Way back in 2008, in a faraway time when Miley Cyrus was more elementary school geek than Madonna freak, Rob Weakley and David Bernahl were best buddies and newly minted partners in a nascent, world-beating culinary operation.
That was when the Weekly photographed the co-founders of Pebble Beach Food & Wine—and later Restaurant 1833, Cannery Row Brewing Company, Los Angeles Food & Wine, downtown L.A.'s popular Faith & Flower and more—for the cover of a piece called "Delicious Ambitions: Pulling together the sweeping Pebble Beach Food and Wine has been a spectacular ride by itself."
Right now, that epic brotherhood feels a long way away.
Like last Monday, as I was looking through the latest Monterey County Superior Court cross-complaint in the partners' split that has gotten uglier than few anticipated.
It features some zesty language, alleging Weakley committed fraud and concealment and criminal acts, including doctoring documents to swing control of the trendy and critically acclaimed Faith & Flower restaurant to CLM's partners.
It also comes in response to Weakley's original suit, which essentially said Bernahl, et. al. were not honoring their commitment to pay his bitter buyout from the company he helped create.
(It all gets much more complicated than this. Click through to "Looking for hope in the dramatic David Bernahl-Rob Weakley-Coastal Luxury Management breakdown" for greater backstory.)
But sometimes it can feel not so far, like right now, as a major piece of peaceful resolution comes.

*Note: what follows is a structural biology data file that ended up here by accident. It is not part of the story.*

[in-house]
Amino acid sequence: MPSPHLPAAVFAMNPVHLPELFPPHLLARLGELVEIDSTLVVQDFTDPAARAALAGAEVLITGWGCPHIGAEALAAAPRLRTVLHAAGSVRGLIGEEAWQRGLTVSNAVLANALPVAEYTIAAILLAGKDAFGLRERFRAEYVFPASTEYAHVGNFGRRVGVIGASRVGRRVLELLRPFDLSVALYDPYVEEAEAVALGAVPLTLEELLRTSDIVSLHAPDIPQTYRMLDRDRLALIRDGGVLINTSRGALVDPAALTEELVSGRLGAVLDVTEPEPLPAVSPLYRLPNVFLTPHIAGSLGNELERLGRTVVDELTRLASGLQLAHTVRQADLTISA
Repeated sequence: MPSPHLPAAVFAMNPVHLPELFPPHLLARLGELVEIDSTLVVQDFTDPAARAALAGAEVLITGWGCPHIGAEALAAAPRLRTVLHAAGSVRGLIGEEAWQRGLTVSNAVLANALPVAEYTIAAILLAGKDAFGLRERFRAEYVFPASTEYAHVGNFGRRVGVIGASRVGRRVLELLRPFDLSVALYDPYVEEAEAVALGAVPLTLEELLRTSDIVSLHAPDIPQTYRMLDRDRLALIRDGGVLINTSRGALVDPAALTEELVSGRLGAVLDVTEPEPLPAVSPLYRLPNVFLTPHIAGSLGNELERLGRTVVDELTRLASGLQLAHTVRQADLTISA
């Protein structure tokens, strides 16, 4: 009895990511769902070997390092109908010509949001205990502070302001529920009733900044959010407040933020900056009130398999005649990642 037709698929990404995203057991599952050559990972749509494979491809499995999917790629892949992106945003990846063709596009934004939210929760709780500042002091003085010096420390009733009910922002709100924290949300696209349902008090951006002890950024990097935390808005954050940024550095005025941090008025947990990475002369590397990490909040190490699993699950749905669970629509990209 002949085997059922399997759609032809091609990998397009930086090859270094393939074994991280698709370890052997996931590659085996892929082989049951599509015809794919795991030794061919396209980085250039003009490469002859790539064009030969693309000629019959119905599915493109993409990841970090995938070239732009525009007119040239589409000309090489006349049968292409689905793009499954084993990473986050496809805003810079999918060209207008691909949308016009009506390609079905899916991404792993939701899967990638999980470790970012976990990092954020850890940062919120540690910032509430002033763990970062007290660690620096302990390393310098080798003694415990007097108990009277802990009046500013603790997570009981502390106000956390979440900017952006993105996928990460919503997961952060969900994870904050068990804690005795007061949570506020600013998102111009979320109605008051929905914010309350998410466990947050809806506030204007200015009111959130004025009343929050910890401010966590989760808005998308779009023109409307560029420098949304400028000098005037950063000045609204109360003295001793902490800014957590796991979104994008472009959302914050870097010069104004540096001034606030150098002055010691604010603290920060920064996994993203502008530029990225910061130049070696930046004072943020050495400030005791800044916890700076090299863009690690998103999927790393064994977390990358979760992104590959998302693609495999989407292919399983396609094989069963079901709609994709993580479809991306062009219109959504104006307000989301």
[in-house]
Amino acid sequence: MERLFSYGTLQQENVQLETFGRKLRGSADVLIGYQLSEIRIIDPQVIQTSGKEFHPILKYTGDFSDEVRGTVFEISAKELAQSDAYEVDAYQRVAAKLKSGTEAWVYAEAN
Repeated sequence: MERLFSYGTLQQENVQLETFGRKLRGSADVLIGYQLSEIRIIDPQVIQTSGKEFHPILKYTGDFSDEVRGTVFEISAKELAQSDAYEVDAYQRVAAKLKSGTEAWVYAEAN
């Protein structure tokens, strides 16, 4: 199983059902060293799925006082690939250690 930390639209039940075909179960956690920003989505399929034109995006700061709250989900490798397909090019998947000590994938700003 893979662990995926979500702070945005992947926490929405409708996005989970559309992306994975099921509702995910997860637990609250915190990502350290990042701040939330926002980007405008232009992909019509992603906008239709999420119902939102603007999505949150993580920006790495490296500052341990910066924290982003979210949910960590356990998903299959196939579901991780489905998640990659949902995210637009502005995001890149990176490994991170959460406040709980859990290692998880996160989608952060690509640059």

The news arrives as the the flagship 1833 the two founded and opened together—before it won a nomination as James Beard Foundation's Best New Restaurant—reopens with new star Exec Chef Jason Franey at the kitchen controls with an X-Men-grade lineup of pastry powerhouse (Ben Spungin), wine mindfulness (Bernabe de Luna) and front-house expertise (Kyle Beauregard).
The beef that helped trigger all the drama was one between Faith & Flower's owners Cindy and Jeff Troesh and post-Weakley Coastal Luxury Management, and involved months of proposed buyouts from each side.
Each party recognized a very decorated and deserving venture, and wanted to run the show.
Insiders now tell me, on the condition of anonymity pending more public announcements from the principals, that the Troeshes have agreed to surrender their piece of Faith & Flower after intensive mediation.
Which is good news for CLM and probably for downtown L.A.'s food scene. Despite the enthusiasm for the area's culinary renaissance and the restaurant itself, Cindy Troesh doesn't have the same epicurean acumen of the CLM team.
Meanwhile Weakley and Bernahl continue their own talks over the fairest way to finalize the exit that started last summer.
Something tells me there will be good news there soon.
And maybe another photo shoot.
OK, maybe not the last part.